The shofar: the birthing of the world

By Cantor Jenna Greenberg

As we approach the High Holy Days season, many symbols come to mind: apples and honey, round challot, the white Torah covers and kittels (prayer robes).

Among the many symbols that represent the Yamim Noraim, these Days of Awe, one of the most powerful and evocative is none other than the shofar itself, the ram’s horn blown from the beginning of the Hebrew month of Elul through the end of the High Holy Days season.

The Hebrew root of the word shofar, the letters shin-feh-resh, means to be good, tov. We say shanah tovah, and we mean that not only should you have a good year, so too, you should be good. You should act positively in the world, improving not only upon yourself but upon the world around you as well. All this will help us to beautify ourselves and the world around us.

Not only does the root of shofar mean a moral good, but it has a physical goodness implied as well, suggesting beauty.

Cantor Jenna Greenberg
Cantor Jenna Greenberg

To be kosher, a shofar should be physically beautiful. If it has cracks or holes, these will affect its sound, rendering it unfit for ceremonial use.

Regardless of size, shape, color or texture, it is clear that not only does the shofar need to sound good, but it should look good as well.

If we change the vowels from shofar, we get a very interesting word, also derived from the same Hebrew root: shafir.

It happens to be a common Hebrew name for boys in Israel, as well as a last name, all with the same meaning for shofar, being handsome or beautiful.

In Yiddish, shafir means sapphire, one of the most beautiful and valuable gemstones.

Sapphire was used as one of the 12 precious stones set in the Israelite high priest’s breastplate during his service in the Holy Temple, the Beit HaMikdash.

Just as the shofar’s physical and musical beauty call attention to these holy days and their rituals, so too, the sapphire’s beauty was used for ritual purposes during biblical times.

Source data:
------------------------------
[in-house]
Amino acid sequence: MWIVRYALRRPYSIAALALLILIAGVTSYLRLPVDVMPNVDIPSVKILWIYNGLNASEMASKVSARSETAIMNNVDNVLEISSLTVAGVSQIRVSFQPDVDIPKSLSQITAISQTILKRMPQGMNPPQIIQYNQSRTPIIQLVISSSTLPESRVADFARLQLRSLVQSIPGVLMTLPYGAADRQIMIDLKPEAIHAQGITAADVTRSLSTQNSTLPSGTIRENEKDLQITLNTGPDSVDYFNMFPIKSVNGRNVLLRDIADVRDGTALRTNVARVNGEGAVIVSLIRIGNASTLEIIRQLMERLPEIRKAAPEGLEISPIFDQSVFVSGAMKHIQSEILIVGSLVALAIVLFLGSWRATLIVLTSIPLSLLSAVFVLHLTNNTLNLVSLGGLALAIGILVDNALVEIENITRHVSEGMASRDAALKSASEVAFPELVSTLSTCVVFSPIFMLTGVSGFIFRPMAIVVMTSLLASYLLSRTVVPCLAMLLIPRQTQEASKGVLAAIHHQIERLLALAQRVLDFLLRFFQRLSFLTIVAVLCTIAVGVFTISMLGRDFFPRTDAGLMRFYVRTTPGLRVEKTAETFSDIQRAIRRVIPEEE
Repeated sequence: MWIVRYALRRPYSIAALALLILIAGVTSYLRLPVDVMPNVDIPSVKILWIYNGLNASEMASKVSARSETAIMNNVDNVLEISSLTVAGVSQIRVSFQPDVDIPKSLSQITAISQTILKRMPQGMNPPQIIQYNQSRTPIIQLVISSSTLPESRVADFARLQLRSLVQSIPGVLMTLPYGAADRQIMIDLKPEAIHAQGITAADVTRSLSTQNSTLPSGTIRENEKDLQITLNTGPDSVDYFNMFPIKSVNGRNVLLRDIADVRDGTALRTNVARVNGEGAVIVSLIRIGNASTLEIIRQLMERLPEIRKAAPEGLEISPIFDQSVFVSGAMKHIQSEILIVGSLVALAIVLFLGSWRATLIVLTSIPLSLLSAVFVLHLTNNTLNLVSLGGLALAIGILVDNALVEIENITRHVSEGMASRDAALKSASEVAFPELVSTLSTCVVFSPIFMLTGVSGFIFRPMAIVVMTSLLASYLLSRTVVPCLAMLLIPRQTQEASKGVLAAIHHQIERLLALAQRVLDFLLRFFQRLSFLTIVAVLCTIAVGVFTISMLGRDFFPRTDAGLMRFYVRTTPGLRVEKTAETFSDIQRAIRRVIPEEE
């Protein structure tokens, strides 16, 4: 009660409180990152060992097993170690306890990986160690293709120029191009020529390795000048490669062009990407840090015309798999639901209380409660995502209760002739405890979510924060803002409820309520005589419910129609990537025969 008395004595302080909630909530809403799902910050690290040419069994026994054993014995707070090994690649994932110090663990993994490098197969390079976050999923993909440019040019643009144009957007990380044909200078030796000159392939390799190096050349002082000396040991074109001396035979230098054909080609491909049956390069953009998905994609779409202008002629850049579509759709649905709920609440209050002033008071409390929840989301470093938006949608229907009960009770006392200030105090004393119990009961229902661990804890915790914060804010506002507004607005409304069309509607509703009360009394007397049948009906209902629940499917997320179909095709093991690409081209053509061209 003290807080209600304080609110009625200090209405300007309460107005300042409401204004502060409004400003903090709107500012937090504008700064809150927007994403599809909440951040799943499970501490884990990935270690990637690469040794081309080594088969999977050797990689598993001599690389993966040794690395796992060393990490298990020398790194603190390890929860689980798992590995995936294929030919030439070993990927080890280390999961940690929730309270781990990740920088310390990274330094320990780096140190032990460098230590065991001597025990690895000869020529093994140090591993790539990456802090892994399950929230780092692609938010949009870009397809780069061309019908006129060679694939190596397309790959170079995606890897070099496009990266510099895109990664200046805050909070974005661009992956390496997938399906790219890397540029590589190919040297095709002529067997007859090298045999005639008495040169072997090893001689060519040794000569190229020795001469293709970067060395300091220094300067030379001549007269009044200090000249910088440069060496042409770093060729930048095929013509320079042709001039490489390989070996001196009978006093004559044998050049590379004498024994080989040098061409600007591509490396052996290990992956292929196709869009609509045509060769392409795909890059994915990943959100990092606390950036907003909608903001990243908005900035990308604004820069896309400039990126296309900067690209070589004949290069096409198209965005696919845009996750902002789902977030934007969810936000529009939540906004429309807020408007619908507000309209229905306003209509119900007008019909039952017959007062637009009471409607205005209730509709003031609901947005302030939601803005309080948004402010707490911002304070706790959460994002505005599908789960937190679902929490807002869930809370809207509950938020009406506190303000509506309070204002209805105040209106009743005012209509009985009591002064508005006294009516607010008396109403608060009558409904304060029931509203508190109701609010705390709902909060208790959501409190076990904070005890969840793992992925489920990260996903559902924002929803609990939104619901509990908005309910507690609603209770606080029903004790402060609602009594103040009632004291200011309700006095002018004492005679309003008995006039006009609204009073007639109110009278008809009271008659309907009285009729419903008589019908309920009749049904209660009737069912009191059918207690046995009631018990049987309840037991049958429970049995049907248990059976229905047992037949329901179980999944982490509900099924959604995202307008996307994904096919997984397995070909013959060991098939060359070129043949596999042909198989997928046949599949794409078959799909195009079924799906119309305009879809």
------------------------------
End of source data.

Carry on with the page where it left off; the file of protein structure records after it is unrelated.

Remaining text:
In Hebrew, shafir has a very different and surprising meaning, amniotic sac, the fluid-filled sac that contains, nourishes, and protects a fetus in the womb. The sac is the fetus’ home during gestation. The amniotic sac grows with the fetus over its incubation period, feeding and protecting the fetus that will celebrate its birthday upon emerging from its mother’s womb, upon its entry into the world.

So what does this biological meaning of shafir have to do with the ritual of blowing the shofar? How can two such extremely different meanings from the same Hebrew root possibly be connected?

One connection between shafir and shofar is the fact that Rosh Hashanah is not only the Jewish New Year, but it also celebrates the birthday of the world, announced by the primal sounds of the shofar itself.

For as we can see in the liturgy, following the three sets of shofar calls during the Musaf Amidah, the final section of the morning prayers, we chant the words Hayom Harat Olam, today is the birthday of the world.

But this birth, the birthing of the world, happens through the sound that the shofar makes.

Throughout the entire year, we say in our morning prayers, “Baruch she’amar v’haya ha’olam, Blessed is the One who spoke and the world was created!” Perhaps God’s voice at that moment sounded like the shofar; Divine speech is a holy sound after all.

Shortly after creating the world, God breathed life into the first human being, Adam, for God is the Giver of life. As it says in Gen. 2:7, “God blew into his nostrils nishmat chayim, the breath of life, and man became a living being.”

The ba’al tekiah, shofar blower, breathes into the shofar the many blasts, sounding tekiah, shevarim, truah, and of course all of these build up to tekiah gedola, that great final breath that pushes the air out, that brings new life into the world.

Without air, the shofar would not sound. Without air, life would not be given.

The imagery of the shofar as a ritual musical instrument paired with an understanding of shafir as the amniotic sac is a fascinating parallel. We all are ultimately hoping for a rebirth of ourselves in the New Year.

It is a reflective time to think about how we can live up to what the shofar calls, and its Hebrew root suggest to each of us: be good, beautiful people as we look ahead to the year to come.

Lastly, we have gematria, mystical numerology, where every Hebrew letter has a numerical equivalent. This Kabalistic (mystical) code has the ability to leave us with both a mathematical and spiritual interpretation.

The gematria, or numeric value, of the word shofar, equals 586. When you add up each of these three numbers (5 + 8 + 6 = 19), and then add up those two numbers (1 + 9), our sum is 10: a significant number in Judaism (10 commandments, 10 for minyan, a prayer quorum).

Unique to this holy season, 10 is the number of days we have to be improved, shupar, also from the original root for shofar. We refer to this period as Aseret Y’mei Teshuvah, the Ten days of Repentance.

While we may not be able to “improve” ourselves by the end of this holy 10-day period, we can all make an effort to strategize achievable goals for the new year 5778.

May the shofar within each of us sound out, helping to direct us toward rebirth and self-improvement for the year to come. L’ Shanah Tovah.

Cantor Jenna Greenberg is director of The Dayton Jewish Chorale.

To read the complete September 2017 Dayton Jewish Observer, click here.

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